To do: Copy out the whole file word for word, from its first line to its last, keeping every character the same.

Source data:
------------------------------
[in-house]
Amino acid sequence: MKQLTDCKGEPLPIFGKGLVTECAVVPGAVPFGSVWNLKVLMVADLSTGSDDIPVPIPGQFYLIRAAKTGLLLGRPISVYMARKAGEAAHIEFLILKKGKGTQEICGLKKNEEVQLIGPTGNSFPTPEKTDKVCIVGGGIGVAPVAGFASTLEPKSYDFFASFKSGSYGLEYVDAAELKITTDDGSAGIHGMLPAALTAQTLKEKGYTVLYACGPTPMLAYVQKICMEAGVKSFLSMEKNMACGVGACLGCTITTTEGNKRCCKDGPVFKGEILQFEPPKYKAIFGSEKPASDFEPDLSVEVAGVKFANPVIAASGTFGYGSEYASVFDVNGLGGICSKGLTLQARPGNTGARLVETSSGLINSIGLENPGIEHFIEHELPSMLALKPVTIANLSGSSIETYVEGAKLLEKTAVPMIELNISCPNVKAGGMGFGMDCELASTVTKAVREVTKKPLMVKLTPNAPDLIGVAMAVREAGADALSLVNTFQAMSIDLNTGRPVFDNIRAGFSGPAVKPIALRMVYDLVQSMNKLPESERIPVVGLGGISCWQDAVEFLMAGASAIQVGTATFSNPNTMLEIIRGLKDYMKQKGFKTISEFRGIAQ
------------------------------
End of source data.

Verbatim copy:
[in-house]
Amino acid sequence: MKQLTDCKGEPLPIFGKGLVTECAVVPGAVPFGSVWNLKVLMVADLSTGSDDIPVPIPGQFYLIRAAKTGLLLGRPISVYMARKAGEAAHIEFLILKKGKGTQEICGLKKNEEVQLIGPTGNSFPTPEKTDKVCIVGGGIGVAPVAGFASTLEPKSYDFFASFKSGSYGLEYVDAAELKITTDDGSAGIHGMLPAALTAQTLKEKGYTVLYACGPTPMLAYVQKICMEAGVKSFLSMEKNMACGVGACLGCTITTTEGNKRCCKDGPVFKGEILQFEPPKYKAIFGSEKPASDFEPDLSVEVAGVKFANPVIAASGTFGYGSEYASVFDVNGLGGICSKGLTLQARPGNTGARLVETSSGLINSIGLENPGIEHFIEHELPSMLALKPVTIANLSGSSIETYVEGAKLLEKTAVPMIELNISCPNVKAGGMGFGMDCELASTVTKAVREVTKKPLMVKLTPNAPDLIGVAMAVREAGADALSLVNTFQAMSIDLNTGRPVFDNIRAGFSGPAVKPIALRMVYDLVQSMNKLPESERIPVVGLGGISCWQDAVEFLMAGASAIQVGTATFSNPNTMLEIIRGLKDYMKQKGFKTISEFRGIAQ